Development Management

This information is for the 2023/24 session.

Teacher responsible

Prof Elliott Green CON.8.07


This course is compulsory on the MSc in Development Management and MSc in Development Management (LSE and Sciences Po). This course is available on the MSc in Political Science (Political Science and Political Economy). This course is not available as an outside option.

Course content

Why are some countries rich and others poor? Why are some governed well and others badly? This course employs a political economy approach to examine the causes of development, identify the underlying obstacles to development, and evaluate potential solutions. It focuses on the principles governing the institutions, politics, and organisations through which policies, programmes and projects are produced and implemented.  Attention is given to the different kinds of authority, incentives and accountability mechanisms that govern the relationships between leaders, managers and recipients. It reviews ongoing debates about the best ways of designing state agencies, private firms and NGOs, by showing how centralised bureaucracies, markets, participatory and solidaristic agencies operate to provide services in practice. It explores the dynamics of different forms of democratic and authoritarian states, the determinants of good and poor governance, and how social, political and economic forces interact to drive change and stability. In order to enable students to make practical judgments about institutional reform programmes in various contexts, competing approaches to development are critically and constructively analyzed in light of case studies.

The course is divided into several parts:  Analytical Assumptions, Government and Governance, Private Sector, and Civil Society. On completing the course students should be able to:

(i) use theory to identify the causes of actual development challenges, (ii) identify and assess relevant case study material to inform development practice; and (iii) employ the insights developed throughout the course to formulate policy recommendations and plans of action for improving development.


This course is delivered through a combination of lectures, seminars and workshops in the AT and WT. Seminars will be at or upwards of 45 minutes duration and lectures will be at or above 60 minutes duration.

Students are expected to attend all these sessions. Lectures will focus on the theoretical debates driving current policy practice in the development community, while seminars will relate these to practical problems of implementation, drawing on case studies, class exercises, and the personal experience of participants. Seminars will discuss topics covered in the lecture, and will be conducted on the basis either of a student presentation or a class exercise.

There will be a revision session in early ST.

Formative coursework

In the Autumn Term, all students are expected to prepare a presentation and produce one short essay on the readings of a particular week, to prepare them for the final exam.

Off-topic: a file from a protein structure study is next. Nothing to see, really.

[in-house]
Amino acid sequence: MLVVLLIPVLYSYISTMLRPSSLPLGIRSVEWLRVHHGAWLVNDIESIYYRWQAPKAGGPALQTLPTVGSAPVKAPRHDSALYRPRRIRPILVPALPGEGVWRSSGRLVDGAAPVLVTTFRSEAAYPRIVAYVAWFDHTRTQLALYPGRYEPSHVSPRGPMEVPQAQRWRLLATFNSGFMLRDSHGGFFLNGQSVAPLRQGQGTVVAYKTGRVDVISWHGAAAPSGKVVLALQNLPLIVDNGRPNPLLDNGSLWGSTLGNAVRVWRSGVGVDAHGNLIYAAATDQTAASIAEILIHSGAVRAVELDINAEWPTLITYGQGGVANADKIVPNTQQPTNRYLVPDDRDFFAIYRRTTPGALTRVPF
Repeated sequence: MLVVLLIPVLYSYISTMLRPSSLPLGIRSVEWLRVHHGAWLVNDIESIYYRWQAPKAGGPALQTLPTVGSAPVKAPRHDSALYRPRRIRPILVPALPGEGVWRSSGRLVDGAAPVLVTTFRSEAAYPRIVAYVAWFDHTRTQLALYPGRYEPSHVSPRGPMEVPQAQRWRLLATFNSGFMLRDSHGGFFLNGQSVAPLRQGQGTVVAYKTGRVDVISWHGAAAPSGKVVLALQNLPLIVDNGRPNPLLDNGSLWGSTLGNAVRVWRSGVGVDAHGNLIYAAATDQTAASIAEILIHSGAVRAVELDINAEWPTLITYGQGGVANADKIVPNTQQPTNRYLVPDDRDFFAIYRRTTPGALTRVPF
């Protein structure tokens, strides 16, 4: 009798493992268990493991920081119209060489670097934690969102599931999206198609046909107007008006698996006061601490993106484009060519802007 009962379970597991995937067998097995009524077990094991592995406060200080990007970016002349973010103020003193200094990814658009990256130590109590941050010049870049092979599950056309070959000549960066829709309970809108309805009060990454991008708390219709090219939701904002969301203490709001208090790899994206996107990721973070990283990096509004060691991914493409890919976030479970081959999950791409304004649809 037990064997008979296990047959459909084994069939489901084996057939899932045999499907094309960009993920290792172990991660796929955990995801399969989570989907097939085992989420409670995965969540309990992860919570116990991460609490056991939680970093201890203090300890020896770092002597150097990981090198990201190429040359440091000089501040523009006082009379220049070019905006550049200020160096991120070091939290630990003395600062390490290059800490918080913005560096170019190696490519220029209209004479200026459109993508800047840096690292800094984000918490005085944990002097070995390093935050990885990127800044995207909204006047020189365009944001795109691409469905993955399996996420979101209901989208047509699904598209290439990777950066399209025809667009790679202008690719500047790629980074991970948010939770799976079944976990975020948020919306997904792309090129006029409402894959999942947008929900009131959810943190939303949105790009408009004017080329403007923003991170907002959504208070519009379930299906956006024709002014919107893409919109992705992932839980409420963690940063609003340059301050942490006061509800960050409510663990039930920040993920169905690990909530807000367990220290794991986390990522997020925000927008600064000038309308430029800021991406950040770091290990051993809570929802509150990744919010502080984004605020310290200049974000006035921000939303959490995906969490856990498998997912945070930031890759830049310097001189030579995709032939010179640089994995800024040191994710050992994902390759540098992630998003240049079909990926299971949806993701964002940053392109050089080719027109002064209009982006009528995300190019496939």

Indicative reading

A detailed weekly reading list is provided at the first course meeting. Background readings include:

  • Acemoglu, Daron and James Robinson. 2012. Why Nations Fail: The Origins of Power, Prosperity and Poverty. New York: Crown.
  • Banerjee, Abhijit V. and Esther Duflo. 2011. Poor Economics: A Radical Rethinking of the Way to Fight Global Poverty. New York: Public Affairs.
  • Easterly, William. 2002. The Elusive Quest for Growth: Economists' Adventures and Misadventures in the Tropics: Economists Adventures and Misadventure in the Tropics. Cambridge, MA: MIT Press.
  • Faguet, Jean-Paul. 2012. Decentralization and Popular Demcracy: Governance from Below in Bolivia. Ann Arbor: University of Michigan Press.
  • Kohli, Atul. 2004. State-Directed Development: Political Power and Industrialization in the Global Periphery. Cambridge, Cambridge University Press.
  • Tang, Shiping. 2022. The Institutional Foundations of Economic Development. Princeton, NJ: Princeton University Press.


Exam (35%, duration: 1 hour) in the spring exam period.
Take-home assessment (55%) in the ST.
Presentation (10%) in the WT.

(The take-home assessment will be a 24 hour exam over the weekend in ST).

Student performance results

(2019/20 - 2021/22 combined)

Classification % of students
Distinction 31.2
Merit 64.6
Pass 3.9
Fail 0.4

Key facts

Department: International Development

Total students 2022/23: 85

Average class size 2022/23: 14

Controlled access 2022/23: Yes

Lecture capture used 2022/23: Yes (MT & LT)

Value: One Unit

Guidelines for interpreting course guide information

Course selection videos

Some departments have produced short videos to introduce their courses. Please refer to the course selection videos index page for further information.

Personal development skills

  • Leadership
  • Self-management
  • Team working
  • Problem solving
  • Application of information skills
  • Communication
  • Application of numeracy skills
  • Specialist skills